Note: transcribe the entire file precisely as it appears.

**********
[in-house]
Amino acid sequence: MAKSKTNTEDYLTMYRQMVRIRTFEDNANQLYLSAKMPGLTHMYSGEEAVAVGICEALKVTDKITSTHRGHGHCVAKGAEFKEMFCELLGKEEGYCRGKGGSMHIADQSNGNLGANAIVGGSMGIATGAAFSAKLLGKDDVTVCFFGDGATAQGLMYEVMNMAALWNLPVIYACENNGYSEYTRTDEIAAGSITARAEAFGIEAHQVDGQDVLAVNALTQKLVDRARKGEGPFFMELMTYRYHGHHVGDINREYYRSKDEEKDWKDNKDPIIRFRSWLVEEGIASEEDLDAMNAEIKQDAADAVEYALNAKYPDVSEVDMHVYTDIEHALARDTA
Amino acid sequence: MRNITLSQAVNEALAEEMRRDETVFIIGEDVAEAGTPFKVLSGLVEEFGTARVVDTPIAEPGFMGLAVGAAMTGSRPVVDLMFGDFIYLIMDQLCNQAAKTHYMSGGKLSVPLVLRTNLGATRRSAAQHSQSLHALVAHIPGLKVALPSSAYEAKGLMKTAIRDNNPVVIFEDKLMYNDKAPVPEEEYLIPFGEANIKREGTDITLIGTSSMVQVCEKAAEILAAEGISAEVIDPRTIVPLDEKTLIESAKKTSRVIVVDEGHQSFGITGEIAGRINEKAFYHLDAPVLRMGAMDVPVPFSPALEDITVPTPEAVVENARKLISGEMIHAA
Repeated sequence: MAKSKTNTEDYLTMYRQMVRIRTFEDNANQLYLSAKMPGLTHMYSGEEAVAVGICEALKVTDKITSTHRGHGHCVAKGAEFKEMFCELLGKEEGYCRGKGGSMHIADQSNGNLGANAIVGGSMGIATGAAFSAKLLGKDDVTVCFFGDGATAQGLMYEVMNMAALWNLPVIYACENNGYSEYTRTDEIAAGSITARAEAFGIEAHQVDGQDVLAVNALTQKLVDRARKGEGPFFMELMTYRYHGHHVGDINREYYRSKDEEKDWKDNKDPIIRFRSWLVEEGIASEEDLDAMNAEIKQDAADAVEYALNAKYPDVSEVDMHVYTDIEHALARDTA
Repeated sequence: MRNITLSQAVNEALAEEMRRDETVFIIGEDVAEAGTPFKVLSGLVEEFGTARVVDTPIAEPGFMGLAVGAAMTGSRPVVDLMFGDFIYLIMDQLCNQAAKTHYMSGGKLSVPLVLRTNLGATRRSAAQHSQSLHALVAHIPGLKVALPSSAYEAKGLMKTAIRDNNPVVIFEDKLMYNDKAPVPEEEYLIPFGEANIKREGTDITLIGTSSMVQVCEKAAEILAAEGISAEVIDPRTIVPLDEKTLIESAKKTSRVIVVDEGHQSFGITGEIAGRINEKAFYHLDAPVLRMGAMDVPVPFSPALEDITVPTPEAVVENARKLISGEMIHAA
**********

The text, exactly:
[in-house]
Amino acid sequence: MAKSKTNTEDYLTMYRQMVRIRTFEDNANQLYLSAKMPGLTHMYSGEEAVAVGICEALKVTDKITSTHRGHGHCVAKGAEFKEMFCELLGKEEGYCRGKGGSMHIADQSNGNLGANAIVGGSMGIATGAAFSAKLLGKDDVTVCFFGDGATAQGLMYEVMNMAALWNLPVIYACENNGYSEYTRTDEIAAGSITARAEAFGIEAHQVDGQDVLAVNALTQKLVDRARKGEGPFFMELMTYRYHGHHVGDINREYYRSKDEEKDWKDNKDPIIRFRSWLVEEGIASEEDLDAMNAEIKQDAADAVEYALNAKYPDVSEVDMHVYTDIEHALARDTA
Amino acid sequence: MRNITLSQAVNEALAEEMRRDETVFIIGEDVAEAGTPFKVLSGLVEEFGTARVVDTPIAEPGFMGLAVGAAMTGSRPVVDLMFGDFIYLIMDQLCNQAAKTHYMSGGKLSVPLVLRTNLGATRRSAAQHSQSLHALVAHIPGLKVALPSSAYEAKGLMKTAIRDNNPVVIFEDKLMYNDKAPVPEEEYLIPFGEANIKREGTDITLIGTSSMVQVCEKAAEILAAEGISAEVIDPRTIVPLDEKTLIESAKKTSRVIVVDEGHQSFGITGEIAGRINEKAFYHLDAPVLRMGAMDVPVPFSPALEDITVPTPEAVVENARKLISGEMIHAA
Repeated sequence: MAKSKTNTEDYLTMYRQMVRIRTFEDNANQLYLSAKMPGLTHMYSGEEAVAVGICEALKVTDKITSTHRGHGHCVAKGAEFKEMFCELLGKEEGYCRGKGGSMHIADQSNGNLGANAIVGGSMGIATGAAFSAKLLGKDDVTVCFFGDGATAQGLMYEVMNMAALWNLPVIYACENNGYSEYTRTDEIAAGSITARAEAFGIEAHQVDGQDVLAVNALTQKLVDRARKGEGPFFMELMTYRYHGHHVGDINREYYRSKDEEKDWKDNKDPIIRFRSWLVEEGIASEEDLDAMNAEIKQDAADAVEYALNAKYPDVSEVDMHVYTDIEHALARDTA
Repeated sequence: MRNITLSQAVNEALAEEMRRDETVFIIGEDVAEAGTPFKVLSGLVEEFGTARVVDTPIAEPGFMGLAVGAAMTGSRPVVDLMFGDFIYLIMDQLCNQAAKTHYMSGGKLSVPLVLRTNLGATRRSAAQHSQSLHALVAHIPGLKVALPSSAYEAKGLMKTAIRDNNPVVIFEDKLMYNDKAPVPEEEYLIPFGEANIKREGTDITLIGTSSMVQVCEKAAEILAAEGISAEVIDPRTIVPLDEKTLIESAKKTSRVIVVDEGHQSFGITGEIAGRINEKAFYHLDAPVLRMGAMDVPVPFSPALEDITVPTPEAVVENARKLISGEMIHAA